Seven is a thrust, a gushing forth. It is the emergence of a secret inspiration. Yin-yang and the five Elements constitute its power, and must maintain an interior order to avoid disorder and disaster. There are seven superior orifices (of clear yang), seven emotions, seven Po souls representing the mental as well as corporeal upsurge of life.

The separation into two parts, the origin of multiple repartition (division and distribution)
has been, for all of time, the sign of eight, as obvious in the archaic forms: ER-8-1 then ER-8-2 . Its classical writing, 八 shares much with two ⼆, insofar as we see, and have always seen, a division of what was One. Eight is division, repartition, divisibility. In complex written form, Eight is 捌: to tear, split, divide.

Eight manifests and spreads the qi and the vital spirit; what arises from Seven is everywhere, occupying the totality of space and time. Eight separates and distinguishes the qi. It sets forth and fixes a limit on their expansion. Since it is the double of four, Eight affirms the specificity of vital qi. It sets fundamental rules in place. Some examples of the variation of vital qi with Eight are: Eight trigrams, Eight winds, Eight extraordinary meridians.

Nine is the arrival of completion. Everything has been set forth, organized, achieved. In Nine months, the seed planted in the earth has grown into a plant, ready to be harvested. It has matured using all the resources its roots have to offer and nothing can make it grow more, or lighten the weight of its wealth. Nine is the number that expresses total unfolding, the greatest expression of yang, but also exhaustion, growing old. The interpretations of its writing vary in function with the meaning we wish to retain. We may see here the wilting or the unfurling of the plant. The oldest writings display a hook, a curve: ER-9-1 then ER-9-2. In complex written form, Nine is 玖: black quartz.

Besides its numerical meaning, jiu 九, the character for Nine, is also used to mean a large number forming a complete whole, lots of things assembled together. It is homophonic with the character jiu 久: what has lasted a long time, or is antique, sometimes infers oldness. Its presence in several characters gives them a sense of gathering together. This is true for jiu 鳩, the turtle dove, a character formed from bird ⿃ and Nine 九, and which also means to unite, assemble, gather. Or, also the character kui 馗, which means a junction where the Nine roads come together.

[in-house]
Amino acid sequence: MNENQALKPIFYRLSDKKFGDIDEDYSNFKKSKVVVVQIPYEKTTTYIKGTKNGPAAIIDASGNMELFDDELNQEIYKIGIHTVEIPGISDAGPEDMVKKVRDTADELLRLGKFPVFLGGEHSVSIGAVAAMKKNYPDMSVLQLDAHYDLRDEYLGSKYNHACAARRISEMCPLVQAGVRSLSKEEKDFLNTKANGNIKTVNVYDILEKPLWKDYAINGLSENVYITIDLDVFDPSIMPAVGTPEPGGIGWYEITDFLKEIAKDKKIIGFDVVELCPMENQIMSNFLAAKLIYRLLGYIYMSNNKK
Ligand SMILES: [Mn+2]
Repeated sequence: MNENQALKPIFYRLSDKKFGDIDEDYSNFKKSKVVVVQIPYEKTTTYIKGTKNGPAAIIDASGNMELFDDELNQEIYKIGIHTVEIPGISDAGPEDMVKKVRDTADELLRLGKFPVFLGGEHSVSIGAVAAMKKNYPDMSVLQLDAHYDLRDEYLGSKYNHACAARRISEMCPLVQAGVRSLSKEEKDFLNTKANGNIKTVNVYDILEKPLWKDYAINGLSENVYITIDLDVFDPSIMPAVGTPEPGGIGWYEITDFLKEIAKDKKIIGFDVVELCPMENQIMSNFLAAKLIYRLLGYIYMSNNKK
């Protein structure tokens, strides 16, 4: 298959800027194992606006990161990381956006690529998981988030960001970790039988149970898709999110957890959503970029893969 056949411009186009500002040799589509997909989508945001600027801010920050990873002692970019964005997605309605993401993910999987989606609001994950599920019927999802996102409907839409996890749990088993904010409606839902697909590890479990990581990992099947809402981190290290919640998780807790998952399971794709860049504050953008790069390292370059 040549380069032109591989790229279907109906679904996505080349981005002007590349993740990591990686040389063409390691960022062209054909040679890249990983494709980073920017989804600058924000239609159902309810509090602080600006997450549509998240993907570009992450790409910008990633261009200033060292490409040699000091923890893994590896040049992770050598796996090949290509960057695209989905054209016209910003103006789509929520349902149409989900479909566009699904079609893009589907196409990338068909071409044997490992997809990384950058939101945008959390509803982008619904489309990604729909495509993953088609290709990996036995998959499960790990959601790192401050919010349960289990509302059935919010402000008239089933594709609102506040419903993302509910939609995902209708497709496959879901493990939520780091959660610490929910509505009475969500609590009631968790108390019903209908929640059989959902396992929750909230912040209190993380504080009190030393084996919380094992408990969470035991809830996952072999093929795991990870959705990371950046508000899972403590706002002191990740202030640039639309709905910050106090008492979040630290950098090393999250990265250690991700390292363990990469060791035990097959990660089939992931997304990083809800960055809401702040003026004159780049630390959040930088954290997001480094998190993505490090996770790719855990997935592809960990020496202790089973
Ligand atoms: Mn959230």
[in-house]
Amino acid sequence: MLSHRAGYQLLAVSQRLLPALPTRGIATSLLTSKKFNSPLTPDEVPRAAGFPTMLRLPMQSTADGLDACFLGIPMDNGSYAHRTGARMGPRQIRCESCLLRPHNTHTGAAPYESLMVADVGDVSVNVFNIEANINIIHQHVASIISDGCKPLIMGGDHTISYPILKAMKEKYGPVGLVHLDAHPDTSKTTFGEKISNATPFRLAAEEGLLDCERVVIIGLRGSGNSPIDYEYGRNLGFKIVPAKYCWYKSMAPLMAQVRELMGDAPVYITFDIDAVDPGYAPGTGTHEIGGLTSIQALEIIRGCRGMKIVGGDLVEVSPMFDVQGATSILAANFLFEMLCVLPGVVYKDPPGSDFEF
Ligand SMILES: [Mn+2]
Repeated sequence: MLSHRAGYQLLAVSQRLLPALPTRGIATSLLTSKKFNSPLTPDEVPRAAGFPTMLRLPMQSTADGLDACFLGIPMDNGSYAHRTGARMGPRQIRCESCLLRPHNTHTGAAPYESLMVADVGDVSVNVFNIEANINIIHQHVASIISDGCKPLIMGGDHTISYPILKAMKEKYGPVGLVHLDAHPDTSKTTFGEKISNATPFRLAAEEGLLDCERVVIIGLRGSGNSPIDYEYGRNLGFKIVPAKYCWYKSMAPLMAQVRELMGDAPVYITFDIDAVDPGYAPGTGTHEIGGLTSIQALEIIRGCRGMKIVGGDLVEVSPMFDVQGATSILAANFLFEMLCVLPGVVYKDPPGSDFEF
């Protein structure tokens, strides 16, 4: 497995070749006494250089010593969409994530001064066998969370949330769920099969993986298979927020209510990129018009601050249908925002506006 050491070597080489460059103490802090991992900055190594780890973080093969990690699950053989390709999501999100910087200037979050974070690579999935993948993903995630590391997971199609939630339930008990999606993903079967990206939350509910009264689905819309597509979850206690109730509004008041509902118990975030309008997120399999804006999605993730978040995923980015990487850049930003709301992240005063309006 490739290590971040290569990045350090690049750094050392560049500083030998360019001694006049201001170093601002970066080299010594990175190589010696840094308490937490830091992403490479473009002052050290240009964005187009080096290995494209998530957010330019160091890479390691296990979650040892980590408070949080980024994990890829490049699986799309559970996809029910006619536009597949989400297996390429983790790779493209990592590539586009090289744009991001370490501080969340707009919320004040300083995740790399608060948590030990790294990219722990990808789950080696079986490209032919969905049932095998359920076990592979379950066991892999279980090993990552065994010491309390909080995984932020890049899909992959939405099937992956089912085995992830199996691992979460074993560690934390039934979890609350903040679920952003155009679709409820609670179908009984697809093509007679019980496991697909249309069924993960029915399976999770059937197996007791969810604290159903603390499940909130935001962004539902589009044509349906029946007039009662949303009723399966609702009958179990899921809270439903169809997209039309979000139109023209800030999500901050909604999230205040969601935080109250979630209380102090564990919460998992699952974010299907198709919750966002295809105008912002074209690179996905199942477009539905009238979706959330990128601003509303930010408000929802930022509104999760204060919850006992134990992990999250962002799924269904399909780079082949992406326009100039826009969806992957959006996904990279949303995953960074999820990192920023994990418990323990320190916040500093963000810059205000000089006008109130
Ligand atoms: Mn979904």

The primitive writing for the number Ten is a vertical stroke: ER-10-1. Later, a bulge or a small
horizontal stroke was added : ER-10-2, probably to avoid any possible confusion from a simple slip of the writing utensil. In complex written form, Ten is 拾: to gather, assemble, arrange.

The quantitative value appears to have dominated for centuries. Even if the vertical trait may evoke Heaven, or the movement between Heaven and Earth, only progressively does the symbolic content of these notions become enriched. The cross, designated by the classical character for Ten ⼗, may be understood as the intersection of a north–west line with an east– west line. The Four directions and the center are thus represented. It is the totality of what is expressed on Earth, the perfect arrangement. However, vertical associates easily to Heaven, as horizontal associates easily to Earth. If we consider the crossing of the vertical line with the horizontal one, the classical writing of Ten ⼗ may be easily interpreted as the totality of what comes and descend from Heaven as well as the totality of what is received and spreads across the Earth, as the totality of Heaven–Earth. Ten thus takes the meaning of whole, of a complete and perfect whole, in the image of Heaven–Earth.

Ten thus also puts into unity all the differentiated elements of the composition of life. It is likewise the number of man, one of a kind, expressing the unity of cosmic life.

1 The first character is the usual one. The second is a more complex form, which is used in order to prevent against confusion or fraud, for instance, in contracts, financial agreement or records. The character for the complex form has the same pronunciation as the main character.



Elisabeth Rochat de la Vallee is an internationally recognized author and scholar in the field of the Chinese medical classics. Beginning in 1976, she collaborated with scholars Fr. Larre and Dr. Jean Schatz on publications on Chinese philosophy and classical Chinese medical texts. Her published works include numerous texts in French and Italian.

Elisabeth Rochat de la Vallee believes that the real knowledge of the Chinese vision of life is useful not only to understand Chinese medicine from a scholarly point of view, but also to deepen one’s practical approach and clinical skill. This is the reason why she always reads, translates and explains texts that present a precise pathology and its diagnosis, treatment or a reflection on the nature and meaning of human life or anything in between.